Tuesday, July 28, 2009

The Hugo Chavez Test


Hugo Chavez, the leader of Venezuela is 55 today. Over the last decade or so, Chavez has not only radically transformed his country, adopting economic policies which benefit the majority- not the minority, but he has also played an important role in international affairs, unequivocally denouncing neo-con aggression and imperialism.
He opposed the illegal invasion of Iraq, the Israeli assaults on Lebanon and Gaza, the Georgian aggression against the people of South Ossetia and the current menacing of Iran.

Chavez also provides a fool-proof litmus test- by which we can differentiate genuine socialists and true progressives from faux-left Mike Blogger types. The latter can't stand Chavez because he pursues proper socialist economic policies (nationalisation not privatisation) and opposes the neo-con war agenda. They routinely describe Chavez as a 'populist' or a 'demagogue'.

But for the former, Chavez is a hero, one of the few world leaders who genuinely deserves the epithet 'great'.

Where do you stand on the Hugo Chavez test?

9 comments:

Charlie Marks said...

Chavez is a true democrat.

He came to power trying to make capitalism with a human face and his pursuit of a third way led the oligarch's to oust him in a coup - like is happening in Honduras.

It was the masses that rescued Chavez and he has served them well ever since. He realisated that economic development and the extension of democratic participation was not possible if the government serves the wealthy and ignores workers.

Far from centralising power, the Chavez govt has revolutionised local government, giving power over to the people by handing funds to neighbourhoods - including those where Chavez is opposed - to spend on improving their conditions.

In the economy, the Chavez government has promoted cooperatives and he himself has spoken of the need for greater worker participation in industry.

Obama needs to heed Chavez's shift to serving the workers. If Obama wants to sort out healthcare and the US economy, he's going to have to take on the power of the insurance companies and big businesses - and that means siding with workers in struggle and giving them vocal support.

Chris H said...

I think what Chavez has managed to do has been great. But with all movements where the figurehead is such a large personality, can the movement continue under it's own steam?

Adam said...

We really need someone like Chavez in Britain to sort things out.

douglasbass said...

Alas, I fail, as I believe Chavez is a thug who is not only wrecking a once free and prosperous country, but exporting his lunacy abroad as well to countries like Honduras.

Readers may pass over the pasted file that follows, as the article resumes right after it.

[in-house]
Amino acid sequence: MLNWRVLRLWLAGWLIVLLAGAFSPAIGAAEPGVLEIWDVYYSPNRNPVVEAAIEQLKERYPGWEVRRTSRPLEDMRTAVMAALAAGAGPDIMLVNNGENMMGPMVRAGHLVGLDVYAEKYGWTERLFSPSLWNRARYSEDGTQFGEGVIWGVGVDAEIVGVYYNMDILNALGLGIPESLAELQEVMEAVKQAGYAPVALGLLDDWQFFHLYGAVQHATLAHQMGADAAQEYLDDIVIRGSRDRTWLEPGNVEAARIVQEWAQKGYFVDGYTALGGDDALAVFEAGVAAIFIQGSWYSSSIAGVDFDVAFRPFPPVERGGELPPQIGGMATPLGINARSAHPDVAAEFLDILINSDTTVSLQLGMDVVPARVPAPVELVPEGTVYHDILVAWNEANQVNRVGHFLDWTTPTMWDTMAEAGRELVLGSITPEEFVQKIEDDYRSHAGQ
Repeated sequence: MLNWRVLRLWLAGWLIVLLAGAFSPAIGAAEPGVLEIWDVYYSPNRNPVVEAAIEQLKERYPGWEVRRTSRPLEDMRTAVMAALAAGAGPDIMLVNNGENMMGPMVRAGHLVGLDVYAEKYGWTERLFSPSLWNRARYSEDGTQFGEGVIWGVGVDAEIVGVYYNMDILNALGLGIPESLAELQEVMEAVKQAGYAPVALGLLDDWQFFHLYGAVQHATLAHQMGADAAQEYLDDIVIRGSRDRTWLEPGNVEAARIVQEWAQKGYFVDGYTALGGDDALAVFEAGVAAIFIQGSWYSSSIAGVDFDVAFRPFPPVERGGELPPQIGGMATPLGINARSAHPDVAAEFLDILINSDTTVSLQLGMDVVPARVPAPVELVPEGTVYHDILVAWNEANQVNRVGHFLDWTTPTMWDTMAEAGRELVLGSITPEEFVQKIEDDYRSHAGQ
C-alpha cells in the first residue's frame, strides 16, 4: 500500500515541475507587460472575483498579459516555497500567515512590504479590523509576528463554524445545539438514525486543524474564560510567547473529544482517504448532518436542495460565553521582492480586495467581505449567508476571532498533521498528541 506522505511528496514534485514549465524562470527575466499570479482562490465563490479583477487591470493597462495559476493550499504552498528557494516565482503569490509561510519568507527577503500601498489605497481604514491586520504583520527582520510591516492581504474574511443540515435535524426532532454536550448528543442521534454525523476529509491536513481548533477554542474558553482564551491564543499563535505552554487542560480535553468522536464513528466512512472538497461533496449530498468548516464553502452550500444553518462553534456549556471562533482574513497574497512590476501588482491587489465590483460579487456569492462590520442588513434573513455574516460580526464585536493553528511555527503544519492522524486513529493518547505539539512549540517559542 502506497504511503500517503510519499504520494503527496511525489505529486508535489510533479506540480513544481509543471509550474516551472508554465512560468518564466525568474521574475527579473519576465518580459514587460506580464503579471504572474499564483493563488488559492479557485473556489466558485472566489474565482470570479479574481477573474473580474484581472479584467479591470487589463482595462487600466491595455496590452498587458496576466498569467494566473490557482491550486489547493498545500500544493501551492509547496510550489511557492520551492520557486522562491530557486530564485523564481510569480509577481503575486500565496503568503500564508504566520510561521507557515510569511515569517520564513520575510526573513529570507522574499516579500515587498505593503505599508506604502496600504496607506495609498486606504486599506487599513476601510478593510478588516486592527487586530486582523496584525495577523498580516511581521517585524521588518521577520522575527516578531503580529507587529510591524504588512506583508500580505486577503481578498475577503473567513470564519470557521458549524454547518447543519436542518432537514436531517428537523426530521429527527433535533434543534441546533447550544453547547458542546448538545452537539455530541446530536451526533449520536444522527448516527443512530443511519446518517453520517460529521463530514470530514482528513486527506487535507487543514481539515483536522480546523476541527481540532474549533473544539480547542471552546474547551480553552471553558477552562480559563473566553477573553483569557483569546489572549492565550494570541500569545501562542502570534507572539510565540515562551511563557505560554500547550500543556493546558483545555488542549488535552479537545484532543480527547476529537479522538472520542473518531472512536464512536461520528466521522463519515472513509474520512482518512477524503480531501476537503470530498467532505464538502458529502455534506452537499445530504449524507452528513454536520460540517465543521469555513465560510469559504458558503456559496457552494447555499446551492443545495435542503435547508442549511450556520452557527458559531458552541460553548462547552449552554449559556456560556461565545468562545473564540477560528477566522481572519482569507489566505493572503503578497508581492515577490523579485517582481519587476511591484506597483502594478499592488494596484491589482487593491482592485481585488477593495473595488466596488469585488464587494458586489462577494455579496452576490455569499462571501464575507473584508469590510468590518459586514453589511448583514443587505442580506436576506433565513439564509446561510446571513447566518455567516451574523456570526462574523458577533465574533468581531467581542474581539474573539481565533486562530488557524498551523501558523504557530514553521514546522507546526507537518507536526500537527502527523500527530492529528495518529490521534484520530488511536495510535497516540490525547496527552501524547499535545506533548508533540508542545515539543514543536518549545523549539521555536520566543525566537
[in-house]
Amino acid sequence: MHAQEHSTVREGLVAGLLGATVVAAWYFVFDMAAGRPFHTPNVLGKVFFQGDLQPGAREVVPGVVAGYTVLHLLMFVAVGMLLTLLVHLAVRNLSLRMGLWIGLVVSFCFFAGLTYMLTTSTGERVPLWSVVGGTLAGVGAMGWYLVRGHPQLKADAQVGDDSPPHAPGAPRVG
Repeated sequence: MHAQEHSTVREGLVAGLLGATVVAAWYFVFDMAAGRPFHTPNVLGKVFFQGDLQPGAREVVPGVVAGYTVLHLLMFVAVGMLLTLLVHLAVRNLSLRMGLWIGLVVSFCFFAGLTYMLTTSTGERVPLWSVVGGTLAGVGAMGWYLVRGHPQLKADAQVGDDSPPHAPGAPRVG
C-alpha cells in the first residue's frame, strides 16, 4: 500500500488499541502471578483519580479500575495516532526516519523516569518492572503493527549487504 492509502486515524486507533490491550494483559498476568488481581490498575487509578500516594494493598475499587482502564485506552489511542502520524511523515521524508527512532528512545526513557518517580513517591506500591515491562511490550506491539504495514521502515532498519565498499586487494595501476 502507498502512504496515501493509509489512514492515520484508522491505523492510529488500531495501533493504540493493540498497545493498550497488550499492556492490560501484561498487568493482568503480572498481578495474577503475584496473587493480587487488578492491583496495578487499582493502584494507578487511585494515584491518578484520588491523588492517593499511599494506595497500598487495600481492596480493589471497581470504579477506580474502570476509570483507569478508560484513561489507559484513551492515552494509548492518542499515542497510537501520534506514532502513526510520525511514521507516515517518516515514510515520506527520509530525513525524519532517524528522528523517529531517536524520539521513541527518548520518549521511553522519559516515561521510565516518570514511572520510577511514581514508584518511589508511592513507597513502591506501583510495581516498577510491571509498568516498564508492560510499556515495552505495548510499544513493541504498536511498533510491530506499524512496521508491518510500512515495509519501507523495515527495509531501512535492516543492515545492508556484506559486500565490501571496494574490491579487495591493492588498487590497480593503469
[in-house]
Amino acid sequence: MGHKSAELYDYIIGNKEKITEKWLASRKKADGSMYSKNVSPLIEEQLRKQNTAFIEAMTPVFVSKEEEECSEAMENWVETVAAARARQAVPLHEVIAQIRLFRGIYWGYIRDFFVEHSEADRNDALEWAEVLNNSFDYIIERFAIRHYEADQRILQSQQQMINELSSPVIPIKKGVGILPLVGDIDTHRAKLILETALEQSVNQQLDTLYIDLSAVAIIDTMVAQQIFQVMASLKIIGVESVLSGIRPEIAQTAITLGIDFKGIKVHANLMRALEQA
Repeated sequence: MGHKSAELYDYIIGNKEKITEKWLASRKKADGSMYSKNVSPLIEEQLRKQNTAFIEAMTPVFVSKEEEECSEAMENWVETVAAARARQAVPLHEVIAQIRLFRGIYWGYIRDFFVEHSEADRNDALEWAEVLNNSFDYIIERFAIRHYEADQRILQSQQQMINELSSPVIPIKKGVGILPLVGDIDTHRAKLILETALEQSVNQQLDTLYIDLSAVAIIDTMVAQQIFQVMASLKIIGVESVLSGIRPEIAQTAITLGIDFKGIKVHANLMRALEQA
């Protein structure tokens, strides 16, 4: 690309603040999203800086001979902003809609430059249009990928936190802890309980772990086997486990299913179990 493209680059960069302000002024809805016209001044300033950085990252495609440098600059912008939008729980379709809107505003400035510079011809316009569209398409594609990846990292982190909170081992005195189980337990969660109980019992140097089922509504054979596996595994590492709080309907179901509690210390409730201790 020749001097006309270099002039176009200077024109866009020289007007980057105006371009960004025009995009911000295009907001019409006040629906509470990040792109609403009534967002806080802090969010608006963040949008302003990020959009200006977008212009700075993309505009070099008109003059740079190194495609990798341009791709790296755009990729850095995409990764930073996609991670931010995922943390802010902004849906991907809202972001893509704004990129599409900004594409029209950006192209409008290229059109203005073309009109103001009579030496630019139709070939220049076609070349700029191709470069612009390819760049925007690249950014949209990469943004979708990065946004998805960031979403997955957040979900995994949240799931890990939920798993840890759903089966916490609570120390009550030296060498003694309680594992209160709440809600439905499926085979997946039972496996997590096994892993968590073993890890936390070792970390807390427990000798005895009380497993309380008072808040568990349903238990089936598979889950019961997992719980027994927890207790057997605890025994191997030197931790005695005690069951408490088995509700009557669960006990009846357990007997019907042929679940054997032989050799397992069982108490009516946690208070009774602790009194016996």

President Obama would pass your test. He loves Chavez. That's the new Axis of Evil. Obama-Ahmadinejad-Chavez.

Neil Clark said...

adam: agreed.
douglas: tell me that you're trying to wind me up! You can't seriously mean what you wrote. Can you?
best wishes, Neil

Janos Kadar's Goulash said...

1 There is massive inflation in Venezuela because Chavez insisted on boosting spending power even when the economy was working at capacity.

2 Productivity has been slashed in certain sectors of the Venezuelan economy because the Chavez administration imposed statutory price controls.

3 When workers at Venezuela's leading oil company had the temerity to go on strike, Chavez sacked them all and replaced them with Bolivarian placemen.

4 When opponents of Chavez exercised their constitutional right to campaign for a recall referendum, they lost their jobs if they were employed in the public sector.

5 Chavez shut down the country's most popular television station and replaced it with a state-owned company which broadcasts wall-to-wall Bolivarian propaganda.

6 Chavez has been outspoken in his support for the semi-fascist government in Iran. At a time when the Iranian regime is murdering pro-democracy protesters, Chavez defends its right to develop nuclear weapons.

I could go on. Would Mr Clark care to explain why these and other measures represent a victory for socialism?

jolies_couleurs said...

I completely fail the Chavez test - another self-important 'saviour' masquerading as a 'friend of the people' who singularly fails to transfer power away from the executive and who uses a resource (in this case oil money) to subsidise fantasies of ' improving the lives of the poor"!

douglasbass said...

Am I serious? Alas, yes. You see, I still believe Obama stole the 2008 election with a mountain of illegally raised campaign contributions. So it's not a big shock that Obama would have affinity for other stealers of elections like Chavez, Ahmadinejad (Do you still believe that election wasn't rigged?) and Zelaya, and antipathy towards the Iranian Freedom Movement, the legitimate government of Honduras, and the Tea Party protesters here in the US.

Anonymous said...

Im a Chavez admirer, for the reasons you give, Neil...